The Garrulous Jay – Passive Impressive

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I have recently finished reading Trillions by FT journalist Robin Wigglesworth. This excellent book chronicles the inexorable rise of so-called ‘passive’ funds and, more recently, exchange traded funds (ETFs).

Unlike ‘active’ funds, passives do not employ fund managers to pick specific investments that they believe will deliver above-average returns. Instead, they identify an index, such the FTSE-100, and then seek to track its performance by investing in each stock in the index according to its size in that index. For this reason they are sometimes known as tracker funds.

According to Wigglesworth’s research, in the year 2000 there was less than $1 trillion invested in index funds and ETFs. Today that figure exceeds $15 trillion.

Proponents of passive investing point to the fact that the majority of fund managers underperform their benchmark index over the medium term. There are at least three reasons for this:
• First, they may simply not be very good at their jobs, being subject to human biases that incline them to make poor decisions
• Secondly, the need to hold cash in their funds means that they suffer an in-built drag on performance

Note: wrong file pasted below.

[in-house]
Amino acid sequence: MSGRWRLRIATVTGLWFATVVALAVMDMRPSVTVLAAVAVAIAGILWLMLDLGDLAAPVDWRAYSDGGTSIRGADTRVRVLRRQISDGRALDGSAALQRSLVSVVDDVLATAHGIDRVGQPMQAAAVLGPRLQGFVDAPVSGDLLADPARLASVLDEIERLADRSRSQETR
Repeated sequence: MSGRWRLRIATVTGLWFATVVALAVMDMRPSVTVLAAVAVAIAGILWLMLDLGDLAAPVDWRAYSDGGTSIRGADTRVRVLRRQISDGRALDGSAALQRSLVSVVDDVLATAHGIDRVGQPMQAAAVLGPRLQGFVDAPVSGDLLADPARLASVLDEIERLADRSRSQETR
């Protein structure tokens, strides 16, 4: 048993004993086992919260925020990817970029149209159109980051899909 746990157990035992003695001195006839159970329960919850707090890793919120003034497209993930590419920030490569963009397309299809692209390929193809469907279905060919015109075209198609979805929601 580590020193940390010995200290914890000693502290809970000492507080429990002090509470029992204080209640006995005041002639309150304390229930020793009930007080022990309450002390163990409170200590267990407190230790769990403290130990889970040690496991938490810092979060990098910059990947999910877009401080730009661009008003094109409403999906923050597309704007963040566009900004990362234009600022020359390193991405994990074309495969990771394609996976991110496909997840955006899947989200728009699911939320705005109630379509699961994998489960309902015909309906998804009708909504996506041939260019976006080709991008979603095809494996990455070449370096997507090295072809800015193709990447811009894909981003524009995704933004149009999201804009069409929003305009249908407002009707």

• Finally, active funds charge higher fees which weigh on investor returns.

This final point is key: developments in technology over the last two decades have made using a ‘black box’ to manage asset allocation, rather than humans, markedly cheaper.

But the jury is still out on whether passive always trumps active for investors.

For a start, the majority of active fund managers may underperform…but not all. Just like picking good stocks, the skill may therefore lie in picking good fund managers, monitoring their performance, and knowing when to abandon them.

Equally, passive funds may be well-suited to large and highly liquid markets. But there are many less well-researched areas of the investment world, where information may not be so efficiently shared and opportunities abound for active investment selection. Smaller companies might be one example.

In addition the proliferation of passive funds and ETFs (essentially passive funds that can be traded on a stock exchange like shares), has now led to a situation where the passive industry is starting to undermine its own premise…

With thousands of passive investments available, tracking all manner of ever more precisely defined indices, investors now need to actively select their passive funds.

Furthermore, hybrid funds are now emerging, where machine learning and artificial intelligence are being applied to active fund management. The fund managers of these ‘quantitative funds’ input carefully selected parameters to their black boxes and then let the machines decide on the underlying investment selection.

Finally, by definition, it is impossible for passive funds to exist in an investment vacuum, where there are no active participants in a market.

In conclusion, I think there is room for passive and hybrid funds in investors’ portfolios, particularly when it comes to larger liquid markets. But this is not an either/or situation, and I also believe the demise of the active fund manager has been greatly exaggerated.